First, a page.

Today, USAID is releasing its first-ever “Water for the World Implementation Research Agenda”—a key component of our effort to expand the evidence base for effective water, sanitation, and hygiene (WASH) programming and ensure sustainable progress toward a water-secure world. This agenda will guide investments in implementation research across USAID’s Mission- and Washington-based development portfolios.
The agenda identifies 27 broad research questions that are critical to closing the lingering evidence gaps directly related to accomplishing all four USAID Water and Development Plan Development Results. They also represent the culmination of an extensive process of exploring the evidence base associated with current approaches to WASH development programming and consulting across USAID and with our partners to prioritize and validate the proposed topics.
For example, under Development Result 1: Strengthening Sector Governance and Financing, the agenda highlights the need for greater evidence around the governance of small and informal service providers. These providers often play a vital role in extending water and sanitation coverage to segments of the population not yet connected to a utility network. The agenda proposes several questions to improve USAID’s understanding of how to work with this important group: What are the best approaches to regulate small and informal service providers? How can this be done without disrupting the service they often provide to the poorest and most vulnerable?
Under Development Result 2: Increase Sustainable Access and Use of Sanitation and the Practice of Key Hygiene Behaviors, the agenda proposes an exploration of targeted subsidies and how best to apply them in area-wide sanitation programs, among other topics. Although taboo in the sanitation sector for more than a decade, targeted subsidies appear to be a necessary piece of the intervention mix to bring vital sanitation services to everyone.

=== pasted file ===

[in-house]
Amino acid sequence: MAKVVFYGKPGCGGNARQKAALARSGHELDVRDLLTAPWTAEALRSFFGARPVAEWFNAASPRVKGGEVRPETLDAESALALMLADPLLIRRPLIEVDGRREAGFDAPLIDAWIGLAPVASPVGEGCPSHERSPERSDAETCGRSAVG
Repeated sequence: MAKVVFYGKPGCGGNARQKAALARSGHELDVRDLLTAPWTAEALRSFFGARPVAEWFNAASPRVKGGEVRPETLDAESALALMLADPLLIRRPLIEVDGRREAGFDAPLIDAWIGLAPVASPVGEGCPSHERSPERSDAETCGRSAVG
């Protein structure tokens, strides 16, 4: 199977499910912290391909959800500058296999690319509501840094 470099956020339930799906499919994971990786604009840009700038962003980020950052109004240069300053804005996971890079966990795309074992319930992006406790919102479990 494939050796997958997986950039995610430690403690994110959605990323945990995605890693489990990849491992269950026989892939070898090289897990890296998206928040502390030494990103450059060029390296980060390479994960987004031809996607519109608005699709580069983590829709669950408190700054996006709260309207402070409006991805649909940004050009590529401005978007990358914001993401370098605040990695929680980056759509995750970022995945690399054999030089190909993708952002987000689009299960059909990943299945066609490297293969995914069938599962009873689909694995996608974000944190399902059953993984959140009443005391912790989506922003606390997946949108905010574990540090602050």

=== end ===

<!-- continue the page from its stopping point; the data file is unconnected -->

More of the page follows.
Among the research topics identified for Development Result 3: Increase Sustainable Access to Safe Drinking Water is the need to explore sustainable management models for water services. For example, USAID’s WASH Ex-Post Evaluation Series demonstrated that previous investments in rural, community-managed drinking water access have not been sustainable. Yet, evidence gaps remain about how to ensure that frequent breakdowns do not continue to undermine gains in rural drinking water access. The research agenda highlights the need to answer these critical questions: In what contexts, including the level of support or oversight given, are community-managed water services more likely to be sustainable? And what alternative management models exist when these enabling factors are not in place?
Finally, the agenda highlights a number of implementation research questions that are important for advancing Development Result 4: Improve Management of Water Resources. One of the key questions is: What policies, institutional frameworks, and other enabling factors foster and incentivize green and resilient water and sanitation infrastructure in low- and middle-income countries?
We are excited to share the full set of questions that reflect the outcome of the consultation process we undertook to investigate and prioritize sector evidence gaps with our development partners and other stakeholders. We invite you to work with us to fill these gaps as we refine our research questions and methods, generate evidence through implementation research and other learning activities, and promote the use of new evidence in programming to maximize impact. For our part, we stand committed to using findings as they emerge in our programs and to lead on knowledge sharing with our partner governments, donor counterparts, and implementers.
For more details read the full Water for the World Implementation Research Agenda.
By Alison Macalady, Abigail Jones, and Elizabeth Jordan of USAID’s Bureau for Resilience and Food Security Center for Water Security, Sanitation, and Hygiene